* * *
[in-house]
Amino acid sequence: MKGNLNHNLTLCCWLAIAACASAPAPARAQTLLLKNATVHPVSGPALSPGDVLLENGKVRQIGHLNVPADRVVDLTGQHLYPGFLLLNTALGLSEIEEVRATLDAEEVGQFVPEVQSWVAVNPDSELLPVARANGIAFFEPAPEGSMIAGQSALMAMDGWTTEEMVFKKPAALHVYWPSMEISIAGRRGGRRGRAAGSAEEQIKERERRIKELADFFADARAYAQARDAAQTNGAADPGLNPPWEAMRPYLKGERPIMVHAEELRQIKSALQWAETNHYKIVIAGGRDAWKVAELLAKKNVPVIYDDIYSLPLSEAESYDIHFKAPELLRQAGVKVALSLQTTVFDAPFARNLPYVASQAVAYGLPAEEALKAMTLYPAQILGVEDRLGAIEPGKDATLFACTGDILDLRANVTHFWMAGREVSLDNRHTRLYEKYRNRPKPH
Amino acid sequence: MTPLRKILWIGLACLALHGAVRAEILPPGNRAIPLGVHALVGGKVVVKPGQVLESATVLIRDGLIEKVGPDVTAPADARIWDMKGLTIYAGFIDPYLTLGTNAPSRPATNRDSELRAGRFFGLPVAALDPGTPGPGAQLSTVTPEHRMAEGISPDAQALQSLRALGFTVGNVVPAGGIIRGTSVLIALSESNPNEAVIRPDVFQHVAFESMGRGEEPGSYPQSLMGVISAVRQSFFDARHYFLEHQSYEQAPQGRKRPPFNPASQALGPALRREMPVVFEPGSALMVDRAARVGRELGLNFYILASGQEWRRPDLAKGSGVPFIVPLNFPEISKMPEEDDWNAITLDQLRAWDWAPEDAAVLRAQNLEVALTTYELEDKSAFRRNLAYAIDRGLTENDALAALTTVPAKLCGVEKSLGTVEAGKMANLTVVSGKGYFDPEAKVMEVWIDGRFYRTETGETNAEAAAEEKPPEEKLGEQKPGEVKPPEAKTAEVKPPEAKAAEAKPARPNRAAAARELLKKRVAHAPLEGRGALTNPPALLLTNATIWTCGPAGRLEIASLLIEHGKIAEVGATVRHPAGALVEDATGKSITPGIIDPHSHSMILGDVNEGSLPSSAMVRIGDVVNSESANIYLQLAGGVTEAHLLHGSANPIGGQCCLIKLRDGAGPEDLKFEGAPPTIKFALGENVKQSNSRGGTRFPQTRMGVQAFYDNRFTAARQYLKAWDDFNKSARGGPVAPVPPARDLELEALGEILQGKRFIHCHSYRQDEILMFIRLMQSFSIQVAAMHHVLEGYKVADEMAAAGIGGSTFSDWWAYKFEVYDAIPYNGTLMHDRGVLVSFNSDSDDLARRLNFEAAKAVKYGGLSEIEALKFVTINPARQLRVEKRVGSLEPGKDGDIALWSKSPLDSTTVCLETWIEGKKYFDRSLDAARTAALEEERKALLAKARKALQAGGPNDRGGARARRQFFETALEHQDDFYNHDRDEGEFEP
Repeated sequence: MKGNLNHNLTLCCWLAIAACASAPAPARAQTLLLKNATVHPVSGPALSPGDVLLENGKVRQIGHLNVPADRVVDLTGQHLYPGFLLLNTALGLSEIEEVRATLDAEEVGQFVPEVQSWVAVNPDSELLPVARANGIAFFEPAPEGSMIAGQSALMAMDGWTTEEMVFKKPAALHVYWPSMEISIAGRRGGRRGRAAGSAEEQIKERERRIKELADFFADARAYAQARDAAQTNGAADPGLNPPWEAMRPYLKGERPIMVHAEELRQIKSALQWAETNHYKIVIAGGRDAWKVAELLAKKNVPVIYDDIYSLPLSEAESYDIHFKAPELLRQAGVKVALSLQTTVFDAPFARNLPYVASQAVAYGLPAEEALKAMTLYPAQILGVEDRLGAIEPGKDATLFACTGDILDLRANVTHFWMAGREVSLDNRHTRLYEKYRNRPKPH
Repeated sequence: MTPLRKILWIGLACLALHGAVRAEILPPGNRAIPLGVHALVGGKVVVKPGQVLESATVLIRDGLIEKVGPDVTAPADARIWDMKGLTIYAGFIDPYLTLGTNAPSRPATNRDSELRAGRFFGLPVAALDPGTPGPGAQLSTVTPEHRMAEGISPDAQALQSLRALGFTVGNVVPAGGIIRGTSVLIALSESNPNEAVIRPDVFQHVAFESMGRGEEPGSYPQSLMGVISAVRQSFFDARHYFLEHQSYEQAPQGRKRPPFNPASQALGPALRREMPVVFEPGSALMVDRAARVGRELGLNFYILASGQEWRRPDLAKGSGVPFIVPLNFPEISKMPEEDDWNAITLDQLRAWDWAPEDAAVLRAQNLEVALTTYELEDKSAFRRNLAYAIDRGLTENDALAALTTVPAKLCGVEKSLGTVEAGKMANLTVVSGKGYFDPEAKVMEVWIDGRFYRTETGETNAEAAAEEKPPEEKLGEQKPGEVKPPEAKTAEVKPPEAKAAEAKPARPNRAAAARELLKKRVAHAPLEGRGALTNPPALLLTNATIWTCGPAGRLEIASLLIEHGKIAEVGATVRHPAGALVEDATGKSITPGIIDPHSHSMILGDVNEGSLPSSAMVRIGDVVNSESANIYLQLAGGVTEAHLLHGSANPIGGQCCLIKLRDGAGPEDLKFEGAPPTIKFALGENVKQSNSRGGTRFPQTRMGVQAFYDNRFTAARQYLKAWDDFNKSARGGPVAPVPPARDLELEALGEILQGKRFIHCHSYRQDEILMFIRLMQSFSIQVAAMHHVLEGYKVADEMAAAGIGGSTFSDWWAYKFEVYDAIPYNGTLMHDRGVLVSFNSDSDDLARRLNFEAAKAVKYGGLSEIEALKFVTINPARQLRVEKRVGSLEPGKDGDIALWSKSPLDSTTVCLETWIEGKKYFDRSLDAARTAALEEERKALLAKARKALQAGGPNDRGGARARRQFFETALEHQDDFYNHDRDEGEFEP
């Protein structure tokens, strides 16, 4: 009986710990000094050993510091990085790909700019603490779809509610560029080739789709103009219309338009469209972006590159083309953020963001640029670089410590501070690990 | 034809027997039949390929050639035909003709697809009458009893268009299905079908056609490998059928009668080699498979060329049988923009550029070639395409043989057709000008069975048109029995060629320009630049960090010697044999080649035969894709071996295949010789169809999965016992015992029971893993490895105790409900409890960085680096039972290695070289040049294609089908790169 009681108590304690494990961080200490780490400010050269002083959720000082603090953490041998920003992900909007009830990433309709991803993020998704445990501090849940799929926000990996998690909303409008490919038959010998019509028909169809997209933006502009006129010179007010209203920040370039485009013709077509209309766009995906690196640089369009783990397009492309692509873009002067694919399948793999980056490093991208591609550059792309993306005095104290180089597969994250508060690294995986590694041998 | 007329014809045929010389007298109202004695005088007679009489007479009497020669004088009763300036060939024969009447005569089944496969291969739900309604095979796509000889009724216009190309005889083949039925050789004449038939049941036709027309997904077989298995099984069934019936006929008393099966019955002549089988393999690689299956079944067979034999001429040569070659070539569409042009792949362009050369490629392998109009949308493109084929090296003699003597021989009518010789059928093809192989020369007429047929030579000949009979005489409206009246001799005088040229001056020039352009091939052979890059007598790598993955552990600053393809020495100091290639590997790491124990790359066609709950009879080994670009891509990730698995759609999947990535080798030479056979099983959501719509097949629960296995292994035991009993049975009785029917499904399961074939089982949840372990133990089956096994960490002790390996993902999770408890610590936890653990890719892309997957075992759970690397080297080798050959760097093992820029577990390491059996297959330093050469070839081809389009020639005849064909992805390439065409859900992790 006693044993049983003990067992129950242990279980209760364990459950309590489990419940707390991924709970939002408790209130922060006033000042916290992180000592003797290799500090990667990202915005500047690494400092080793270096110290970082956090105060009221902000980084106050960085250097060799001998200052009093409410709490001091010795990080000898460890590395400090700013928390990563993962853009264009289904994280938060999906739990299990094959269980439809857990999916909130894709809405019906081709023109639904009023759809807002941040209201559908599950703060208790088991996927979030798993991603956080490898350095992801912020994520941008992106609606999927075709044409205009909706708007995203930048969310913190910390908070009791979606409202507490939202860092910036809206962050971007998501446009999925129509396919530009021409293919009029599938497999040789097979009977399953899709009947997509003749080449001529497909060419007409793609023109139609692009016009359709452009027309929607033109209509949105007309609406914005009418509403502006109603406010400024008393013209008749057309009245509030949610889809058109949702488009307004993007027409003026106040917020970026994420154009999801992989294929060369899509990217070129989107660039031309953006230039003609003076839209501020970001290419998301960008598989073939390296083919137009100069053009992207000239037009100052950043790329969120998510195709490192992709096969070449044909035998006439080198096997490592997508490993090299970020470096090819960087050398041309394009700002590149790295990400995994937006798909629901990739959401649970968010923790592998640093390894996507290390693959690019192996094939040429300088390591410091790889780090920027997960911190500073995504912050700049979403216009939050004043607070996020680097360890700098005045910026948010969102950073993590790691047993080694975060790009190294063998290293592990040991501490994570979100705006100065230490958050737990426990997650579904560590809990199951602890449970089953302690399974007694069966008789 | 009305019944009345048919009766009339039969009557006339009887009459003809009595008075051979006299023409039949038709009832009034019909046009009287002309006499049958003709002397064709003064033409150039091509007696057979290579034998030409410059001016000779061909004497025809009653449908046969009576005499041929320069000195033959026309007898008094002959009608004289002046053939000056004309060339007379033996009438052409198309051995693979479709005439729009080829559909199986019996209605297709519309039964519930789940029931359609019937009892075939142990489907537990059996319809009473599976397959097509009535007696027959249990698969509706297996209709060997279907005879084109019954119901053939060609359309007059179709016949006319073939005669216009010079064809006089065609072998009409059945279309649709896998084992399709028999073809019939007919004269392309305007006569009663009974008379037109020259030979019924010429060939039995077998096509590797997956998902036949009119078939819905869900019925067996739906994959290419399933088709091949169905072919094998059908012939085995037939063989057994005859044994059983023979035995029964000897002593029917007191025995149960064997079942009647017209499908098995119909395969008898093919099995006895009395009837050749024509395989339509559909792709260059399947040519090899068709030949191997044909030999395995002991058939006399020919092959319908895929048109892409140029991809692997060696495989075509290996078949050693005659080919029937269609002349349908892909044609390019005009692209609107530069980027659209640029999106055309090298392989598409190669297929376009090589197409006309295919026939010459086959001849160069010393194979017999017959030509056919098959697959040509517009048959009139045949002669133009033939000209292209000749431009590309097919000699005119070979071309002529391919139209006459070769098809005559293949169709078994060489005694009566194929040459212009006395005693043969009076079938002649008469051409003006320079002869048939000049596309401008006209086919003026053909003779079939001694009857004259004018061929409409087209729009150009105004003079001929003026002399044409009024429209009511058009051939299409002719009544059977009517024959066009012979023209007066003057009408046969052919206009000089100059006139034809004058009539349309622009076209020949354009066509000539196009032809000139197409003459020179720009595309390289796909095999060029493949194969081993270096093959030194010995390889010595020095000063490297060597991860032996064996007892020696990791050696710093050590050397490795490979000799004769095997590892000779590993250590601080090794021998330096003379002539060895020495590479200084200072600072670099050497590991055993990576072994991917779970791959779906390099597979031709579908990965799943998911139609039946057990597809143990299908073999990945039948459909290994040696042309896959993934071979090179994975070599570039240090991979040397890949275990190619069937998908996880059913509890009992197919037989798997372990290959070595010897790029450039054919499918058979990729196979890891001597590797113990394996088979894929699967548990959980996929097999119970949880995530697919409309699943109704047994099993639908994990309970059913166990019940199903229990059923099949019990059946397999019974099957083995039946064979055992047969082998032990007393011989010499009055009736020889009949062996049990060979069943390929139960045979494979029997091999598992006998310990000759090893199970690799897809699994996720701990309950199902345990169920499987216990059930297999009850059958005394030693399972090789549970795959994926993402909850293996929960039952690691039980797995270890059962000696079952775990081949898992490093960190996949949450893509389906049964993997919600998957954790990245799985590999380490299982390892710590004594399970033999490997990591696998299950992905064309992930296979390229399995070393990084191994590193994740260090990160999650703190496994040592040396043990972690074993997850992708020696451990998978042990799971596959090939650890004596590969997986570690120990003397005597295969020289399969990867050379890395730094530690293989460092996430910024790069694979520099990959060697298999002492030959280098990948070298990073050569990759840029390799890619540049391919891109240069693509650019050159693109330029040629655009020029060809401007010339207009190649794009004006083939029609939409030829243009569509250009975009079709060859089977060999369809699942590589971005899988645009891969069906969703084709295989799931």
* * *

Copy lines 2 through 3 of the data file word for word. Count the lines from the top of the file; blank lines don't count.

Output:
Amino acid sequence: MKGNLNHNLTLCCWLAIAACASAPAPARAQTLLLKNATVHPVSGPALSPGDVLLENGKVRQIGHLNVPADRVVDLTGQHLYPGFLLLNTALGLSEIEEVRATLDAEEVGQFVPEVQSWVAVNPDSELLPVARANGIAFFEPAPEGSMIAGQSALMAMDGWTTEEMVFKKPAALHVYWPSMEISIAGRRGGRRGRAAGSAEEQIKERERRIKELADFFADARAYAQARDAAQTNGAADPGLNPPWEAMRPYLKGERPIMVHAEELRQIKSALQWAETNHYKIVIAGGRDAWKVAELLAKKNVPVIYDDIYSLPLSEAESYDIHFKAPELLRQAGVKVALSLQTTVFDAPFARNLPYVASQAVAYGLPAEEALKAMTLYPAQILGVEDRLGAIEPGKDATLFACTGDILDLRANVTHFWMAGREVSLDNRHTRLYEKYRNRPKPH
Amino acid sequence: MTPLRKILWIGLACLALHGAVRAEILPPGNRAIPLGVHALVGGKVVVKPGQVLESATVLIRDGLIEKVGPDVTAPADARIWDMKGLTIYAGFIDPYLTLGTNAPSRPATNRDSELRAGRFFGLPVAALDPGTPGPGAQLSTVTPEHRMAEGISPDAQALQSLRALGFTVGNVVPAGGIIRGTSVLIALSESNPNEAVIRPDVFQHVAFESMGRGEEPGSYPQSLMGVISAVRQSFFDARHYFLEHQSYEQAPQGRKRPPFNPASQALGPALRREMPVVFEPGSALMVDRAARVGRELGLNFYILASGQEWRRPDLAKGSGVPFIVPLNFPEISKMPEEDDWNAITLDQLRAWDWAPEDAAVLRAQNLEVALTTYELEDKSAFRRNLAYAIDRGLTENDALAALTTVPAKLCGVEKSLGTVEAGKMANLTVVSGKGYFDPEAKVMEVWIDGRFYRTETGETNAEAAAEEKPPEEKLGEQKPGEVKPPEAKTAEVKPPEAKAAEAKPARPNRAAAARELLKKRVAHAPLEGRGALTNPPALLLTNATIWTCGPAGRLEIASLLIEHGKIAEVGATVRHPAGALVEDATGKSITPGIIDPHSHSMILGDVNEGSLPSSAMVRIGDVVNSESANIYLQLAGGVTEAHLLHGSANPIGGQCCLIKLRDGAGPEDLKFEGAPPTIKFALGENVKQSNSRGGTRFPQTRMGVQAFYDNRFTAARQYLKAWDDFNKSARGGPVAPVPPARDLELEALGEILQGKRFIHCHSYRQDEILMFIRLMQSFSIQVAAMHHVLEGYKVADEMAAAGIGGSTFSDWWAYKFEVYDAIPYNGTLMHDRGVLVSFNSDSDDLARRLNFEAAKAVKYGGLSEIEALKFVTINPARQLRVEKRVGSLEPGKDGDIALWSKSPLDSTTVCLETWIEGKKYFDRSLDAARTAALEEERKALLAKARKALQAGGPNDRGGARARRQFFETALEHQDDFYNHDRDEGEFEP